Folkwear #203

Folkwear #203

I don’t know how period correct it is, but it looks absolutely adorable.  I made little tucks and used the same lace beading and blue ribbon for the neckline to match the slip.  The pattern directions actually called for insertion lace, but I only had about 5 inches left after my slip was complete, so….  tucks it is.

                

Next up… the corset.  Just waiting on a few more stays.

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Ladies Afternoon Wrap (aka) Is Est Quis Is Est

It is what it is!

For my first official challenge with The Vintage Pattern Lending Library, 1912 Project, I received the Ladies Afternoon Wrap #0291, originally released February 4, 1912.

Ladies Wrap Pattern #291

This is an absolutely gorgeous pattern that I may attempt to tackle with a different fabric, but for now, my version will just have to be my muslin.  I should start at the beginning….

I had on hand a red and gold (cheap) brocade that I purchased when I was working on a local production of “The King and I”.  By local, I mean no budget and I volunteer…   It’s a pretty color with an interesting design, wonderfully drapey, and the reverse side of the fabric would be fabulous for the arm detailing and belt.  I decided not to line mine and after cutting out the pieces (do not follow the cutting directions on pattern) I went to work.  The pattern is straight forward and easy to follow, but remember I said MY fabric was cheap, so every easy task was made difficult from this point on.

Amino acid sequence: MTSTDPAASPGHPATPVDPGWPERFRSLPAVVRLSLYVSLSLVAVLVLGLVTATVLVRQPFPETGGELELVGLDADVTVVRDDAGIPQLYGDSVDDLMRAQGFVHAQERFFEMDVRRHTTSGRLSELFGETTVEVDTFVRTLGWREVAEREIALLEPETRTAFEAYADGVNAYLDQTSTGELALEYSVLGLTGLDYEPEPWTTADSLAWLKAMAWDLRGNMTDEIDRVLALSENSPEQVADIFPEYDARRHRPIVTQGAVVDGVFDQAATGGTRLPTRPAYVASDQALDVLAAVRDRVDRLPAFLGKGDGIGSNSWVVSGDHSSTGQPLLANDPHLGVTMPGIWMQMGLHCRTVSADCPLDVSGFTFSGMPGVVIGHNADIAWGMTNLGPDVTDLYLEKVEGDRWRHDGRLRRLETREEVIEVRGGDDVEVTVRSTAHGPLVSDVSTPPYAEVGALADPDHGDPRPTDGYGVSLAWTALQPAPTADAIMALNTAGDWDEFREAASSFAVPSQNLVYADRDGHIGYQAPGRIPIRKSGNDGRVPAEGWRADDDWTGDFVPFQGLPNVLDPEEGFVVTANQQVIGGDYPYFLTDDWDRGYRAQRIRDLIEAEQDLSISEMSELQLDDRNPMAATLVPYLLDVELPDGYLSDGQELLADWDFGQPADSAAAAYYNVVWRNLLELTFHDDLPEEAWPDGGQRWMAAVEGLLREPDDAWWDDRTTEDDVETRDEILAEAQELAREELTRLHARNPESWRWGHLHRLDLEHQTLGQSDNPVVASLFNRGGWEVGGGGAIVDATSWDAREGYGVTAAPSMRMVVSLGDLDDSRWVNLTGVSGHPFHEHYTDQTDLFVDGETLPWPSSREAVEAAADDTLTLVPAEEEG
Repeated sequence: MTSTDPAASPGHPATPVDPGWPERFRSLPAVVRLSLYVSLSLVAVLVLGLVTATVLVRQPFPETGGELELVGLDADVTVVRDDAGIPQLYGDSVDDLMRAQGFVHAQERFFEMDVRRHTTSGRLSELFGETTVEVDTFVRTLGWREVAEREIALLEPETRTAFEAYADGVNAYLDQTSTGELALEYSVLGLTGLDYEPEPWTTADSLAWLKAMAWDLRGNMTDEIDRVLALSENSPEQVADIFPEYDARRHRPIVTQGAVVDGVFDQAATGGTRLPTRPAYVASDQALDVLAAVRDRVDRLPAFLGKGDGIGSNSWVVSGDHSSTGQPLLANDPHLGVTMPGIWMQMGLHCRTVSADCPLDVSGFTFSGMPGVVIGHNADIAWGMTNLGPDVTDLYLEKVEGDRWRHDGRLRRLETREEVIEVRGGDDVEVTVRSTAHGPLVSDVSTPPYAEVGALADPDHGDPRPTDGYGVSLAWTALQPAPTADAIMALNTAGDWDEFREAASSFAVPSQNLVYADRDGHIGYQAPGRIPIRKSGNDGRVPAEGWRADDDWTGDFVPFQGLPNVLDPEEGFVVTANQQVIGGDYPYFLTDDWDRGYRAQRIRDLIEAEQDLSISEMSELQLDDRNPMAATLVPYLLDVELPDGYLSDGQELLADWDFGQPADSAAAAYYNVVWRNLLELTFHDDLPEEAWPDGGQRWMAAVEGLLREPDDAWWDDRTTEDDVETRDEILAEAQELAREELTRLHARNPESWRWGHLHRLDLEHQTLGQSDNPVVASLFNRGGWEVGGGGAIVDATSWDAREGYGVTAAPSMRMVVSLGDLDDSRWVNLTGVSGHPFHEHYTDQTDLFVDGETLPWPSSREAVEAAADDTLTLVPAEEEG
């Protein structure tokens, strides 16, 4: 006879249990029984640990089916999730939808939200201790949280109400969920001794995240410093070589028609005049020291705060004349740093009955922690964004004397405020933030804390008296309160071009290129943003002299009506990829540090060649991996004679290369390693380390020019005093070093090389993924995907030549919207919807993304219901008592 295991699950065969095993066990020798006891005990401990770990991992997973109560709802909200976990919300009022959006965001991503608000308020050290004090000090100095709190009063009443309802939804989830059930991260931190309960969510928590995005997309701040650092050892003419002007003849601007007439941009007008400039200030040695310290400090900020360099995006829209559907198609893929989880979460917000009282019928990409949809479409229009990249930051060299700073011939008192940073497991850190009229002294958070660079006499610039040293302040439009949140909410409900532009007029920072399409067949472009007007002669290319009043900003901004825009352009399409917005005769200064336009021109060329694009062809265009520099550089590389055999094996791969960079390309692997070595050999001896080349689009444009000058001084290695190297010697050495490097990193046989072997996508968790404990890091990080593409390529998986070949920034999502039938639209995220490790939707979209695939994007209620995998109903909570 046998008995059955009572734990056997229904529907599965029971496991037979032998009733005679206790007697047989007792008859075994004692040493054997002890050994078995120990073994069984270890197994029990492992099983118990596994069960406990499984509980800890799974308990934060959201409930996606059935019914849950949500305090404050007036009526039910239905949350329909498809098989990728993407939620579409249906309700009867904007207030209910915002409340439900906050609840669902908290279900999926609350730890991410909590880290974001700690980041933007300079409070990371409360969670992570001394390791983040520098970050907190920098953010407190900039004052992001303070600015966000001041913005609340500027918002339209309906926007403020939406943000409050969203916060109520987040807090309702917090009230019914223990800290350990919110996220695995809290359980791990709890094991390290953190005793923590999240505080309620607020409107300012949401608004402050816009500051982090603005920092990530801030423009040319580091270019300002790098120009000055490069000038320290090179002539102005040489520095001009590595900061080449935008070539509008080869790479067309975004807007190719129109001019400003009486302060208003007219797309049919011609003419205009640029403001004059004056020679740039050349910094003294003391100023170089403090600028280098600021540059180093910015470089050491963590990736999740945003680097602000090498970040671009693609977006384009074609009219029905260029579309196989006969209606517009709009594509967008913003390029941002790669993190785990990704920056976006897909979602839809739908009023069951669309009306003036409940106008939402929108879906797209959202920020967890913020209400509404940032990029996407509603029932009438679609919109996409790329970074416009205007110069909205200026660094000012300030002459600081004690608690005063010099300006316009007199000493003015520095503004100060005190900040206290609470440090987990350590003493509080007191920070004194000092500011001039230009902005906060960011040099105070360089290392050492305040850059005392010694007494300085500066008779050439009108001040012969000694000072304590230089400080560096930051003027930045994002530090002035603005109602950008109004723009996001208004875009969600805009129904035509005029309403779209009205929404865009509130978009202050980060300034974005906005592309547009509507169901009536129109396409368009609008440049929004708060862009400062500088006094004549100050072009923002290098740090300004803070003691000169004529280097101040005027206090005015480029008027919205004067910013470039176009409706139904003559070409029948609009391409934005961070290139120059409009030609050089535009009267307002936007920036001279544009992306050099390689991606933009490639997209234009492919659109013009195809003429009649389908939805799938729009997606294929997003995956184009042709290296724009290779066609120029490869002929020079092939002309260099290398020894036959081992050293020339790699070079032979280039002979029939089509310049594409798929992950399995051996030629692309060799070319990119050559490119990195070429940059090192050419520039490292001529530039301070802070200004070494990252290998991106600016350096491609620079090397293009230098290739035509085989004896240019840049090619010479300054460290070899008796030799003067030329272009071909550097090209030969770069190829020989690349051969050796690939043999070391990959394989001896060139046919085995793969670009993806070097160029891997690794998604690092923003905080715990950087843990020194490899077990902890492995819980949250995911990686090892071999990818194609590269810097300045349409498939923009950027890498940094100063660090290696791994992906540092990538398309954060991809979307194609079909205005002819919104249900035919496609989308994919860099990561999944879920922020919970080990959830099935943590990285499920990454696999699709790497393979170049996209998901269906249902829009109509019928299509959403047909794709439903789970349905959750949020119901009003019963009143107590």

I made the darts in the main pieces where marked, but I opted not to cut them open in the back as my fabric was already starting to fray like crazy.  Yes, I did all the tricks you’re supposed to do to prevent this but my fabric just refused to cooperate.  I just pressed the darts to one side and it worked fine.  Next, the sleeve detailing.  Oh won’t it be pretty with the gold reverse print against the red?  But now that it’s going together, the reverse is looking really orange, so on to plan B, rip it out and go with the red fabric on red.  Still looks pretty but boy is it fraying.  I’m starting to get discouraged.

Reverse Fabric

Reverse Fabric